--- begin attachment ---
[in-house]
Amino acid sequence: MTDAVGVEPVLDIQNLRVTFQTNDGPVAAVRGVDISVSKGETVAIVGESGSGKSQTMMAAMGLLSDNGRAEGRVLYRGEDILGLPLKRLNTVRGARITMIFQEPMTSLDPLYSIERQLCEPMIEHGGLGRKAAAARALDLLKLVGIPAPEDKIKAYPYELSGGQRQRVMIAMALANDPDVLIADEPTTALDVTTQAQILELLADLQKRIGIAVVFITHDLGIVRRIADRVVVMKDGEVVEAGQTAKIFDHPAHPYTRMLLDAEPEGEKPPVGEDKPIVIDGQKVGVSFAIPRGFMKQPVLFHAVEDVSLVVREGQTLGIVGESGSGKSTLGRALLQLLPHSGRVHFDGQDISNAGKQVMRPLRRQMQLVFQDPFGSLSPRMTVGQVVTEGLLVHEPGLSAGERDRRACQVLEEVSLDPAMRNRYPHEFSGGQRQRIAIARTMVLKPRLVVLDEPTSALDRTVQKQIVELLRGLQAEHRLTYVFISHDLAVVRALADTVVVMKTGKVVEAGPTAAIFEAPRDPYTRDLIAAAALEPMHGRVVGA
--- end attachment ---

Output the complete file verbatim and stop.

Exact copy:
[in-house]
Amino acid sequence: MTDAVGVEPVLDIQNLRVTFQTNDGPVAAVRGVDISVSKGETVAIVGESGSGKSQTMMAAMGLLSDNGRAEGRVLYRGEDILGLPLKRLNTVRGARITMIFQEPMTSLDPLYSIERQLCEPMIEHGGLGRKAAAARALDLLKLVGIPAPEDKIKAYPYELSGGQRQRVMIAMALANDPDVLIADEPTTALDVTTQAQILELLADLQKRIGIAVVFITHDLGIVRRIADRVVVMKDGEVVEAGQTAKIFDHPAHPYTRMLLDAEPEGEKPPVGEDKPIVIDGQKVGVSFAIPRGFMKQPVLFHAVEDVSLVVREGQTLGIVGESGSGKSTLGRALLQLLPHSGRVHFDGQDISNAGKQVMRPLRRQMQLVFQDPFGSLSPRMTVGQVVTEGLLVHEPGLSAGERDRRACQVLEEVSLDPAMRNRYPHEFSGGQRQRIAIARTMVLKPRLVVLDEPTSALDRTVQKQIVELLRGLQAEHRLTYVFISHDLAVVRALADTVVVMKTGKVVEAGPTAAIFEAPRDPYTRDLIAAAALEPMHGRVVGA